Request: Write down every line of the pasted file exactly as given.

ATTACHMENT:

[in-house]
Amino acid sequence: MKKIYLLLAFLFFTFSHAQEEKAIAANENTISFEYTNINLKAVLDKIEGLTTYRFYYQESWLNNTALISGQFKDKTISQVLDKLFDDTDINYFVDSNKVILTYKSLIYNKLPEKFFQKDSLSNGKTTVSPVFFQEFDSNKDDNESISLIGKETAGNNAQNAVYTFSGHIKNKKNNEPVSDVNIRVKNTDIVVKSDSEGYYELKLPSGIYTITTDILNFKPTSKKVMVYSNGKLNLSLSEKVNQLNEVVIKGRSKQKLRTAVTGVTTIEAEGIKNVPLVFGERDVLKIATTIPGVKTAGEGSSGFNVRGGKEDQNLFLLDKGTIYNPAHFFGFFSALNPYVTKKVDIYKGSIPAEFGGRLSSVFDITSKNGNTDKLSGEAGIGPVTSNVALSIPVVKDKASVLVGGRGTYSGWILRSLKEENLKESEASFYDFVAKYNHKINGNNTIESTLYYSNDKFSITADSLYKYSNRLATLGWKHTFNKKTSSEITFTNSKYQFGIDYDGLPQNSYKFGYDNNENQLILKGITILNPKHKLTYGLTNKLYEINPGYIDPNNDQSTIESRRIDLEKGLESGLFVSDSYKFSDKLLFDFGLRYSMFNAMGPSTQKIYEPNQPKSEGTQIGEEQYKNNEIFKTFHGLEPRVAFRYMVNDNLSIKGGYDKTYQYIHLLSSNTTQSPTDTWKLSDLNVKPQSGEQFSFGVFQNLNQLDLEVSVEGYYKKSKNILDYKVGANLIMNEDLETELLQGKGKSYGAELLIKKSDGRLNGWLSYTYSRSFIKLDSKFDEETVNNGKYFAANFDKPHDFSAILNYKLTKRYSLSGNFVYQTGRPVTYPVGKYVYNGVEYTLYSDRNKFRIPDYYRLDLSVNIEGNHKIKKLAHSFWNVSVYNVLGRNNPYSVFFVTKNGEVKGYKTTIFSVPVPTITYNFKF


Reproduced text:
[in-house]
Amino acid sequence: MKKIYLLLAFLFFTFSHAQEEKAIAANENTISFEYTNINLKAVLDKIEGLTTYRFYYQESWLNNTALISGQFKDKTISQVLDKLFDDTDINYFVDSNKVILTYKSLIYNKLPEKFFQKDSLSNGKTTVSPVFFQEFDSNKDDNESISLIGKETAGNNAQNAVYTFSGHIKNKKNNEPVSDVNIRVKNTDIVVKSDSEGYYELKLPSGIYTITTDILNFKPTSKKVMVYSNGKLNLSLSEKVNQLNEVVIKGRSKQKLRTAVTGVTTIEAEGIKNVPLVFGERDVLKIATTIPGVKTAGEGSSGFNVRGGKEDQNLFLLDKGTIYNPAHFFGFFSALNPYVTKKVDIYKGSIPAEFGGRLSSVFDITSKNGNTDKLSGEAGIGPVTSNVALSIPVVKDKASVLVGGRGTYSGWILRSLKEENLKESEASFYDFVAKYNHKINGNNTIESTLYYSNDKFSITADSLYKYSNRLATLGWKHTFNKKTSSEITFTNSKYQFGIDYDGLPQNSYKFGYDNNENQLILKGITILNPKHKLTYGLTNKLYEINPGYIDPNNDQSTIESRRIDLEKGLESGLFVSDSYKFSDKLLFDFGLRYSMFNAMGPSTQKIYEPNQPKSEGTQIGEEQYKNNEIFKTFHGLEPRVAFRYMVNDNLSIKGGYDKTYQYIHLLSSNTTQSPTDTWKLSDLNVKPQSGEQFSFGVFQNLNQLDLEVSVEGYYKKSKNILDYKVGANLIMNEDLETELLQGKGKSYGAELLIKKSDGRLNGWLSYTYSRSFIKLDSKFDEETVNNGKYFAANFDKPHDFSAILNYKLTKRYSLSGNFVYQTGRPVTYPVGKYVYNGVEYTLYSDRNKFRIPDYYRLDLSVNIEGNHKIKKLAHSFWNVSVYNVLGRNNPYSVFFVTKNGEVKGYKTTIFSVPVPTITYNFKF